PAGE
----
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Get tough on Saddam, say leaders of Congress

SHARE Get tough on Saddam, say leaders of Congress

Congress' top four leaders agreed Sunday that the United States should respond quickly, including taking military action, to show Iraqi President Saddam Hussein that his decision barring Americans from U.N. weapons inspection teams is unacceptable.

"The only thing that he (Saddam) seems to understand is action, and that's what's going to have to happen," House Democratic Leader Dick Gephardt said.But the U.S. ambassador to the United Nations, Bill Richardson, said that while all options are being considered, at this stage it is the United Nations, not the United States, that must confront the Iraqis.

"This is not a fight between the United States and Iraq. This is Iraq confronting the United Nations and (U.N.) Security Council violations," Richardson said on ABC's "This Week."

The Baghdad government declared last week that Americans could no longer participate in U.N. weapons inspections and gave 10 American inspectors in Iraq until Thursday to leave the country. On Sunday, Iraqi officials turned away three Americans trying to enter in advance of the teams' resumption of work on Monday.

Gephardt, Senate Majority Leader Trent Lott, Senate Democratic Leader Tom Daschle and House Speaker Newt Gingrich, all appearing on NBC's "Meet the Press," said they stand in unison on the need to make Saddam back down.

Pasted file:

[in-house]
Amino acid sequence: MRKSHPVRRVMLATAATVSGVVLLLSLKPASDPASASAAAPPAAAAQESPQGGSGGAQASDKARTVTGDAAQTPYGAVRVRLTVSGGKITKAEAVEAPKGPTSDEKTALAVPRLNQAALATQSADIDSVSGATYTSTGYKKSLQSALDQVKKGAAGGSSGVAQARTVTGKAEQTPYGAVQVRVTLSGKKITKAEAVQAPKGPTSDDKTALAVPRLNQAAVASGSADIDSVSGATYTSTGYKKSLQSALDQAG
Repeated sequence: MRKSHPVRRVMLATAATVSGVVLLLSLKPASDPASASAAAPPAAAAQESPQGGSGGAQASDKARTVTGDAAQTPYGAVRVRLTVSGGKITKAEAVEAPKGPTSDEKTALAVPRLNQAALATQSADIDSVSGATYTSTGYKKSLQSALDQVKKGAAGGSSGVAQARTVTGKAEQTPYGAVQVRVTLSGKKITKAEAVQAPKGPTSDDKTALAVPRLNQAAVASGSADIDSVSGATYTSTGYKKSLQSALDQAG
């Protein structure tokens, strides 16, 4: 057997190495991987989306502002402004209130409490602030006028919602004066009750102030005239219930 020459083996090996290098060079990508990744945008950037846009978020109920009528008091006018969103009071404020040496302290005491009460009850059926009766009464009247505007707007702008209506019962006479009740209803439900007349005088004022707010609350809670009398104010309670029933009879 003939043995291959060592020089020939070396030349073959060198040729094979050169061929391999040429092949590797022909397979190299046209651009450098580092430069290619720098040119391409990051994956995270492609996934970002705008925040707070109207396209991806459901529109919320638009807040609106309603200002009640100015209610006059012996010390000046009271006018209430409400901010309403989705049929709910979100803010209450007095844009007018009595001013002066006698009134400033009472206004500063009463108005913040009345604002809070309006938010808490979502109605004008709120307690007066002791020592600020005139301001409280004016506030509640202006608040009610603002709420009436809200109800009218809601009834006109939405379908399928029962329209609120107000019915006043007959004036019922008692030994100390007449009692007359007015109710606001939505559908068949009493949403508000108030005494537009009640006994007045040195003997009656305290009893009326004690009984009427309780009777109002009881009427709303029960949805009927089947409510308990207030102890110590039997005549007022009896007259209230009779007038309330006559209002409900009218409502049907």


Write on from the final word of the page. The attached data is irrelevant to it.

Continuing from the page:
"We defeated them militarily. They need to abide by the rules, and we should be prepared to take whatever steps are necessary to enforce those rules," Gingrich said.

Lott speculated that the reason the Iraqis are trying to shut out the Americans is that the inspectors "were very close to finding some more very dangerous weapons."

Saddam's actions, added Daschle, "are completely unacceptable, and I think we have to act sooner rather than later."

Talking from New York, Richardson said the United Nations is not seeking a military confrontation with Iraq. "The first priority has to be to resolve this diplomatically. We want to be in concert with the U.N. and especially our colleagues on the Security Council," he said.

Richardson said the U.N. Security Council meets Monday to discuss the latest crisis involving Iraq's compliance with U.N. resolutions arising out of Iraq's defeat in the 1991 Persian Gulf War.

France has suggested sending a team to Baghdad to discuss the issue, and Richardson said the United States would not necessarily oppose that "if there is a very strong message to Saddam Hussein that he must comply with U.N. resolutions . . . that he be basically read the riot act."

The ambassador added, however, "What we don't want to see is somebody going to negotiate with him. There is no negotiation."